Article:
Institutional Overview and Strategic Direction                                                      Accountability Plan and Report

 KEY DIRECTIONS
 Supporting Learner Readiness and Success
 Through their educational experience, learners are better prepared for work, life and further study.
   •   Improve pathways for students into, within, and beyond Okanagan College.
   •   Provide the best possible support services for learners.
   •   Enhance the learner experience by improving administrative systems and processes, and by creating
 		    an engaging college environment.
   •   Implement an internationalization plan so that students better understand the world around them.

 Excelling in Teaching, Programming, and Applied Research
 Students, employers, and the community will benefit from the College’s commitment to
 innovative and responsive education.
   • Use the best combination of course delivery methods, such as face-to-face, E-learning, and blended approaches,
 		 to address diverse learner and community needs.
   • Provide an array of programming that effectively responds to the needs of our students, employers and
 		communities.
   • Provide opportunities for teaching professionals to continuously enhance their skills, knowledge and practice.
   • Significantly develop applied research, scholarly activity, and knowledge transfer activities to better serve
 		 students, communities, and employers.

 Working With, and Learning From, the Indigenous Community
 The College values and respects Indigenous culture and ways of knowing and is working
 towards indigenization. The goal is an authentic partnership that benefits all parties and enriches
 the education of learners.
    • Commit to an indigenization plan through engagement with Indigenous communities. The plan will address:
      • Enhancing ties with Indigenous partners.
      • Strengthening support services as well as physical, cultural, and spiritual spaces that are available to learners.
      • Increasing opportunities for the college community to learn from Indigenous knowledge and culture.
      • Identifying possible changes to College policies, structure, and processes that will benefit all.

 Serving and Engaging the Community
 Strengthening relationships with alumni, employers, and community groups contributes to
 the health and prosperity of the region the College serves.
   •   Increase the number and strength of connections.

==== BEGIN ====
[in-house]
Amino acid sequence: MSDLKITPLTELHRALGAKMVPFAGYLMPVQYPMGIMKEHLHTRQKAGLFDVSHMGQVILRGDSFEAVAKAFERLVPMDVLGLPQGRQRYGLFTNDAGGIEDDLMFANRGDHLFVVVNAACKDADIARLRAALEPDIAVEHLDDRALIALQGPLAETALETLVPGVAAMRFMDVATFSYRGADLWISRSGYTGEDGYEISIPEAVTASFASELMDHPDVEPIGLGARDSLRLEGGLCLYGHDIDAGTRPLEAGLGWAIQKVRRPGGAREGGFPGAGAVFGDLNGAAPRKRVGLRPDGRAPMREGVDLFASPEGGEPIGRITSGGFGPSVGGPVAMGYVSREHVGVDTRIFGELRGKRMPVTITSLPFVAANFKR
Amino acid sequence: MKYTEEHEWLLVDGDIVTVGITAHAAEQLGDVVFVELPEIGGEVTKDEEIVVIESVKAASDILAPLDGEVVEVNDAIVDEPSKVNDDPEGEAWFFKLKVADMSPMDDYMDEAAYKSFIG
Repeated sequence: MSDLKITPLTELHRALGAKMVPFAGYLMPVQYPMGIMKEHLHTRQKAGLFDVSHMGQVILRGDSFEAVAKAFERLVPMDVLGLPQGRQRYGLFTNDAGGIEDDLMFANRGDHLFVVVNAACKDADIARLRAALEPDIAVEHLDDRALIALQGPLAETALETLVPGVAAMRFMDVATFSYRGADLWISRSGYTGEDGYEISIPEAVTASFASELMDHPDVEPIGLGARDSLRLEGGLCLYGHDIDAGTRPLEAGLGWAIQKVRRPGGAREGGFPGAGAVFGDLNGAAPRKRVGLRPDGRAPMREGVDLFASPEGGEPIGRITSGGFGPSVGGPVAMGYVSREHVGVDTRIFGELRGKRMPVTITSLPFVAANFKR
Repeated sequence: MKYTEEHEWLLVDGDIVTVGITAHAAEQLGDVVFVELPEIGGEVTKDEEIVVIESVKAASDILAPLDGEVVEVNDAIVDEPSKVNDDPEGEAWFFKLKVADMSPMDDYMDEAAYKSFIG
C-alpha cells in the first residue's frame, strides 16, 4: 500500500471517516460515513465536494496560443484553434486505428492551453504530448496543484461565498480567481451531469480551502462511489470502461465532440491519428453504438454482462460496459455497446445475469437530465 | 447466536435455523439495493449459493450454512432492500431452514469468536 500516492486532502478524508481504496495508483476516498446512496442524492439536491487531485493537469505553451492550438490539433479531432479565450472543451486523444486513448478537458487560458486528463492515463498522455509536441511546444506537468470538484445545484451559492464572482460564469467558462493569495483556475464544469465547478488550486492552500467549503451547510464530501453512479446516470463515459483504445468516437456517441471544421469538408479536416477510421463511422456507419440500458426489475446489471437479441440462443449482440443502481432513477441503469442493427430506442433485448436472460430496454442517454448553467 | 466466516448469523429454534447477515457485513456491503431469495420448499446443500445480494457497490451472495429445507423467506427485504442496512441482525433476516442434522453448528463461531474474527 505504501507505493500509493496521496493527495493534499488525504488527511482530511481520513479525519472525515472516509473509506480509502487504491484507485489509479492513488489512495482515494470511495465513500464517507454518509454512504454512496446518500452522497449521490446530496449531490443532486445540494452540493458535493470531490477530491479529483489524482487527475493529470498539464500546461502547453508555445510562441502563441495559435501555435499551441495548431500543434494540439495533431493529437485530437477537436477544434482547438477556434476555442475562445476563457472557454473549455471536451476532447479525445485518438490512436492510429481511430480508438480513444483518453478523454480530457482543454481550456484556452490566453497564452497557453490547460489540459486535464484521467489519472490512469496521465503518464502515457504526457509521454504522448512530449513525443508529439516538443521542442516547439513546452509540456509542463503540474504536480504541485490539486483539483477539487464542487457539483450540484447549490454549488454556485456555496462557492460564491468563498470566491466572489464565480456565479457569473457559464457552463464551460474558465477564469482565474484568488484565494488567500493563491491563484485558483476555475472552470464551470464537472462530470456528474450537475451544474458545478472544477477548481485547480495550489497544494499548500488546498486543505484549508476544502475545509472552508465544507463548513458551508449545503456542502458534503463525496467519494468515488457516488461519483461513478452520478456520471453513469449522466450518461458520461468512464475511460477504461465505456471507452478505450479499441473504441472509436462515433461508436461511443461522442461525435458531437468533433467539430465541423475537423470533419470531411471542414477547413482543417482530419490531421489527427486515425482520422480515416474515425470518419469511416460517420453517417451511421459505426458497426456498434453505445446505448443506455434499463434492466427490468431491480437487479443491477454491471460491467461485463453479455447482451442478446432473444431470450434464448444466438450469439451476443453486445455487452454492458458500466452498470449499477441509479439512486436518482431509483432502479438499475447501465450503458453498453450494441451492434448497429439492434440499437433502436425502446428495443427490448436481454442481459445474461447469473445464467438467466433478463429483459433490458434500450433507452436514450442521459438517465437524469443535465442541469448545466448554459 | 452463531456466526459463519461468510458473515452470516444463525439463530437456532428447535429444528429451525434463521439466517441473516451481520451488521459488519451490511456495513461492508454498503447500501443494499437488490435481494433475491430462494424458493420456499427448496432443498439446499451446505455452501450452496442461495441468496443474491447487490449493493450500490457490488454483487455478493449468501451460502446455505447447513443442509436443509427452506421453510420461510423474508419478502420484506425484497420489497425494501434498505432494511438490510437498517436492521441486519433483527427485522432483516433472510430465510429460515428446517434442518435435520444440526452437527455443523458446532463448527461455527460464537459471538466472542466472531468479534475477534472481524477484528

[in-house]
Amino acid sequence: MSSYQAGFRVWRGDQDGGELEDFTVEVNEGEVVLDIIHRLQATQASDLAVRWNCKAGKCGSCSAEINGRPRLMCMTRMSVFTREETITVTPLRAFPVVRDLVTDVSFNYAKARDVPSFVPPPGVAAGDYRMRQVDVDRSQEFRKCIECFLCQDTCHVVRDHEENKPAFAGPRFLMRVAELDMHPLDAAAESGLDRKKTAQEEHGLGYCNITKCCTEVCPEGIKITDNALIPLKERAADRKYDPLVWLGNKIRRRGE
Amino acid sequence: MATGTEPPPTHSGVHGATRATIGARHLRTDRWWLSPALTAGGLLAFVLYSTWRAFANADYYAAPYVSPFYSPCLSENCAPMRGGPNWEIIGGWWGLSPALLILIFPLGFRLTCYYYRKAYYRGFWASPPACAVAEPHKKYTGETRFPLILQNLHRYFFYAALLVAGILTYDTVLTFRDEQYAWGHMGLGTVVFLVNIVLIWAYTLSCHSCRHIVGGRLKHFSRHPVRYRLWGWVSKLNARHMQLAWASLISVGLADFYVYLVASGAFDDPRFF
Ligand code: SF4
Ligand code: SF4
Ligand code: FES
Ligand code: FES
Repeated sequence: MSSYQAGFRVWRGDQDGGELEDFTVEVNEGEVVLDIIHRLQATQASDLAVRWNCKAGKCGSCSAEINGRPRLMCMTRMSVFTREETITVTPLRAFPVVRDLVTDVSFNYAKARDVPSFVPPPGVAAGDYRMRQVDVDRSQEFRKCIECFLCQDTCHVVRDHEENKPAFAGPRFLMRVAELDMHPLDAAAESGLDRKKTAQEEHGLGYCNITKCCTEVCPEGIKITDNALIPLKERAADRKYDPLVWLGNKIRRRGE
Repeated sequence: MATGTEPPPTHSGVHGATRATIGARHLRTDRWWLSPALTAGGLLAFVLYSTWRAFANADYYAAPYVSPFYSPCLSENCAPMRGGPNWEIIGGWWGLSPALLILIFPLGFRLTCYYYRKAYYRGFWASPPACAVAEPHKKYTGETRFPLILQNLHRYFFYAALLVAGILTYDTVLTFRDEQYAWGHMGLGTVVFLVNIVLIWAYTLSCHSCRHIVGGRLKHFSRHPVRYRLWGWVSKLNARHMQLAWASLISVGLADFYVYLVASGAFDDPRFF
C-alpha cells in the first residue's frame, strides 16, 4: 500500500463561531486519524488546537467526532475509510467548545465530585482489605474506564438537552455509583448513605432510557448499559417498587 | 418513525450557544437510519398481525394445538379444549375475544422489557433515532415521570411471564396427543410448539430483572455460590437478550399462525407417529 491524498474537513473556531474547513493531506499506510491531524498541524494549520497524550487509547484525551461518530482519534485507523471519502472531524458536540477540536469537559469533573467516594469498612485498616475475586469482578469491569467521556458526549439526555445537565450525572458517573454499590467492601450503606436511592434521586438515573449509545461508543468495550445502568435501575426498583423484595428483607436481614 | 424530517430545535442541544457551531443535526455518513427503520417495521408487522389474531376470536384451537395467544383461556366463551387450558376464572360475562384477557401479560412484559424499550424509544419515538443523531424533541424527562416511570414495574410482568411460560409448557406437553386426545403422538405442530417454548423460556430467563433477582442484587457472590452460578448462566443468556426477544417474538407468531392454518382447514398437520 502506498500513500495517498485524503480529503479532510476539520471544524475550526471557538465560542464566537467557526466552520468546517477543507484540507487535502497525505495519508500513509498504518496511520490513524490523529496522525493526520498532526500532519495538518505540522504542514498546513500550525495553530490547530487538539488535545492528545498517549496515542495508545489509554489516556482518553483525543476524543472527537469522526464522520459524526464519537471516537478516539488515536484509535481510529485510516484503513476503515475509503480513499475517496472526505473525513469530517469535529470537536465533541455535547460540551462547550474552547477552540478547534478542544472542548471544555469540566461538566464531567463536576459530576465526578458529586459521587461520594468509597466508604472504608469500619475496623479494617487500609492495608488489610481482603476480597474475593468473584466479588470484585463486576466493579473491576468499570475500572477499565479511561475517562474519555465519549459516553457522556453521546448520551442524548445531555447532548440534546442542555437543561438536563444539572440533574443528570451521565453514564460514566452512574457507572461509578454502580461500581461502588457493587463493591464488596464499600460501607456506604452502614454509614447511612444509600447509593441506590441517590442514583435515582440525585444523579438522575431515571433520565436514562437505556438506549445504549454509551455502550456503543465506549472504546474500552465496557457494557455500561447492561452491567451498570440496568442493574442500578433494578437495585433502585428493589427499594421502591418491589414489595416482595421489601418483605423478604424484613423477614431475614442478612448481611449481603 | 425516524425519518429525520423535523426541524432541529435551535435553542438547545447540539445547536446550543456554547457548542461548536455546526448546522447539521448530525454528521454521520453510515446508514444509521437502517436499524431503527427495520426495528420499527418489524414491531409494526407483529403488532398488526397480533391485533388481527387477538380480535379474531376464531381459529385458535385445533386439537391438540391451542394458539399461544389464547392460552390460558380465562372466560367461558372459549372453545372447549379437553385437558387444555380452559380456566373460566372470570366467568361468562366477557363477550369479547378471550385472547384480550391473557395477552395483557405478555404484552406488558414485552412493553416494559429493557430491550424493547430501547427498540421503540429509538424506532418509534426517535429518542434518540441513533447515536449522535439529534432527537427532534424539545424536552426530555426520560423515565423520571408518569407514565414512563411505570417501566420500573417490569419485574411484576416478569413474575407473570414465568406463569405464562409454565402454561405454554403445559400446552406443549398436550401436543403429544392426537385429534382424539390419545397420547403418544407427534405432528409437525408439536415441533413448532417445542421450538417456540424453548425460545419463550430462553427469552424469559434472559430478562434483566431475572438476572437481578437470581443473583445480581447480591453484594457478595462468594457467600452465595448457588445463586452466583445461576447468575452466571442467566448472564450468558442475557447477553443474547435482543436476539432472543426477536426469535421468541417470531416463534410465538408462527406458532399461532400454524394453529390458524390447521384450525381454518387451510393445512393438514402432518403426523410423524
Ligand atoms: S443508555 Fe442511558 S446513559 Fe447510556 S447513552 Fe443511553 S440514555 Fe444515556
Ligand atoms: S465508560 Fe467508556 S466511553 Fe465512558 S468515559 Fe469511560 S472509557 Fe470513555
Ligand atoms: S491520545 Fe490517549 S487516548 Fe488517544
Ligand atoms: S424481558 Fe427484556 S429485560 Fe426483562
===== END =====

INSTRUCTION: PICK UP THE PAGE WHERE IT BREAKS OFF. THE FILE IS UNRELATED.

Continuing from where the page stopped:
•   Build and sustain relationships with alumni and donors.
   •   Increase opportunities for engagement with all communities through approaches such as applied research,
 		    experiential learning, student employment programs, guest speakers, and events.

 Focusing on Organizational Sustainability
 The College needs to address the human and financial resources, infrastructure, and environmental
 challenges that will accompany anticipated demographic, economic, and social changes.
   •   Seek additional sources of funding to sustain and further develop the College.
   •   Ensure there are sustainable operations in each of the four regions.
   •   Augment the College’s human resource plan through improved strategies in key areas such as succession
 		    planning, employee development and the recruitment and retention of a diverse employee base.
   •   Complete and implement a sustainability plan that addresses environmental, financial and social sustainability.

                                                                                                                               Page 12
Okanagan College
                                                                                                                             2015-16 – 2018-19
Performance Plan                                                                                                  Accountability Plan and Report

Okanagan College Key Directions Align with Ministry Objectives
The College is working on an updated set of key performance measures to align with its new Strategic Plan. The provincial
performance measures listed in the following pages are determined by the Performance Measures Working Group, a group
of institutional and Ministry members to determine system and institutional measures. Included are the Ministry’s Objectives
and the Minister’s Service Plan objectives, where appropriate.

  Okanagan College Key Direction: Supporting Learner Readiness and Success
  Okanagan College Objectives                     Ministry Objectives Aligned                   BC AVED Performance Measure